The United States Civil War, otherwise known as the War Between the States, began 150 years ago today. The Militia of South Carolina, part of the emerging Confederate Army attacked the United Sates military Fort Sumter in Charleston, South Carolina, opening hostilities. The war ended with a Northern victory, and the end of slavery, four years later, along with the assassination of President Abraham Lincoln.
The causes of the war are still being debated. Some say that the war was fought to end the slavery of African-Americans in the South. Others say that it was a war that was due to the South wishing to escape the economic supremacy of the North. Others say it was a war that was fought to keep the Union together. Whatever the reason, the Civil War was the most traumatic event in the history of the United States.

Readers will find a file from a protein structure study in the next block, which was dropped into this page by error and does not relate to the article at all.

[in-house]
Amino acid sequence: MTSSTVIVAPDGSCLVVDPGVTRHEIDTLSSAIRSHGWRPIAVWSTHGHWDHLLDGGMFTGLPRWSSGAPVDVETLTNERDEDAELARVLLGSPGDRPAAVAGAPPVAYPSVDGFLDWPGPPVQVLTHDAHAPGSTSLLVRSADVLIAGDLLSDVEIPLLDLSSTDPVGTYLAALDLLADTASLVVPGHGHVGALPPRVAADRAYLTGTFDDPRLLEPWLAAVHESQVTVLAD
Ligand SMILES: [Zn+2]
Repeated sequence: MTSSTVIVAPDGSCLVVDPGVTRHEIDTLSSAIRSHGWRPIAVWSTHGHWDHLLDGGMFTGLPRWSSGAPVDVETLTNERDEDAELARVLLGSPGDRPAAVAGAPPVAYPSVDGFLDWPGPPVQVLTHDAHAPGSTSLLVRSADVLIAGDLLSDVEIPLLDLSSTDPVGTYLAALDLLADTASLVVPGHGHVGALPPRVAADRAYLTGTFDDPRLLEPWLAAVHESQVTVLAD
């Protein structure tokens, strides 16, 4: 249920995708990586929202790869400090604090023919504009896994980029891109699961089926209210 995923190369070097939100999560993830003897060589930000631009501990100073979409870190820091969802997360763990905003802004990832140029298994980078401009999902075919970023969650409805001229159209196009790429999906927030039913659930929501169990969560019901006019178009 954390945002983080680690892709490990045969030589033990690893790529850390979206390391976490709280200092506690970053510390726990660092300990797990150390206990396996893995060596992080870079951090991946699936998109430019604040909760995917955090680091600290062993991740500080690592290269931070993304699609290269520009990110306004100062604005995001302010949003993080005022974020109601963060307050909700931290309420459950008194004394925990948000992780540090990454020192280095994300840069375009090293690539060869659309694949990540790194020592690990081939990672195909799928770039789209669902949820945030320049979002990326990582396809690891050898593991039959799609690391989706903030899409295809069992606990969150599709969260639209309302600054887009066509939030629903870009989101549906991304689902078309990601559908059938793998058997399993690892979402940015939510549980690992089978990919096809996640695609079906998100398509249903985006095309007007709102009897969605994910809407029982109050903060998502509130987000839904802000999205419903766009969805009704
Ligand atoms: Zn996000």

There were over 1 million casualties (out of a total United State population of 30 million, 10% of what it is today). Based on 1860 census figures, 8% of all white males aged 13 to 43 died in the war, including 6% in the North and 18% in the South, where these deaths are commemorated to this day.
Suprisingly, this date is not being played up much in the United States media. Most Americans do not want to be reminded that not that long ago in the broad scheme of things the cruel and barbaric practice of slavery was tolerated in the South, and that it took a bloody war to end it. The showing of the Confederate Flag, the Stars and Bars, is considered in very bad taste in much of the United States, even Southern States, which are not displaying it much these days -- except in a few places like South Carolina where a version of the flag flies over the Statehouse.